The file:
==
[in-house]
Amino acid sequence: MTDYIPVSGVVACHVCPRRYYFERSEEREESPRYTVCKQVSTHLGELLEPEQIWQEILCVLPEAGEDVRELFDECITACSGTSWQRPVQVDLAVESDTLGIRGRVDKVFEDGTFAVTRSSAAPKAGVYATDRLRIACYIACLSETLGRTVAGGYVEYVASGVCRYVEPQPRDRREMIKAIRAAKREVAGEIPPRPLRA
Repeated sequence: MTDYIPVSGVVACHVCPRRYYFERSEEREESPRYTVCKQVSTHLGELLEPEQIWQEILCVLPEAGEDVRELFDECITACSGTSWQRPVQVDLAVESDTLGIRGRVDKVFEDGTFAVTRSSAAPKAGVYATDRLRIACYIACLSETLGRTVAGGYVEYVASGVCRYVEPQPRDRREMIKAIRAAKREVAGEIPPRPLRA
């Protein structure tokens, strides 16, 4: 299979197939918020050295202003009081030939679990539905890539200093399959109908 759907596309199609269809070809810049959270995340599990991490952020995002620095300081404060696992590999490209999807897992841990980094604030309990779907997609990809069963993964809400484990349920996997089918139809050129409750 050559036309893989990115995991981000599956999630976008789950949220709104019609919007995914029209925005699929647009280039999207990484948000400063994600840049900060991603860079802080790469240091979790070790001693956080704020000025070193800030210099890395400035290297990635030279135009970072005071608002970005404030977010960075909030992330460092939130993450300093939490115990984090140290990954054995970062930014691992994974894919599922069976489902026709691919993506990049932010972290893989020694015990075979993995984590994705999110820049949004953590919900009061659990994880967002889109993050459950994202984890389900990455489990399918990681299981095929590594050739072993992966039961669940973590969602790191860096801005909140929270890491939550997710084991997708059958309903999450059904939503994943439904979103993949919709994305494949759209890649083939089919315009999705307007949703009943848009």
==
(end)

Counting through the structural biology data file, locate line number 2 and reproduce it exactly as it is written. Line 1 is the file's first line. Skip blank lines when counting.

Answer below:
Amino acid sequence: MTDYIPVSGVVACHVCPRRYYFERSEEREESPRYTVCKQVSTHLGELLEPEQIWQEILCVLPEAGEDVRELFDECITACSGTSWQRPVQVDLAVESDTLGIRGRVDKVFEDGTFAVTRSSAAPKAGVYATDRLRIACYIACLSETLGRTVAGGYVEYVASGVCRYVEPQPRDRREMIKAIRAAKREVAGEIPPRPLRA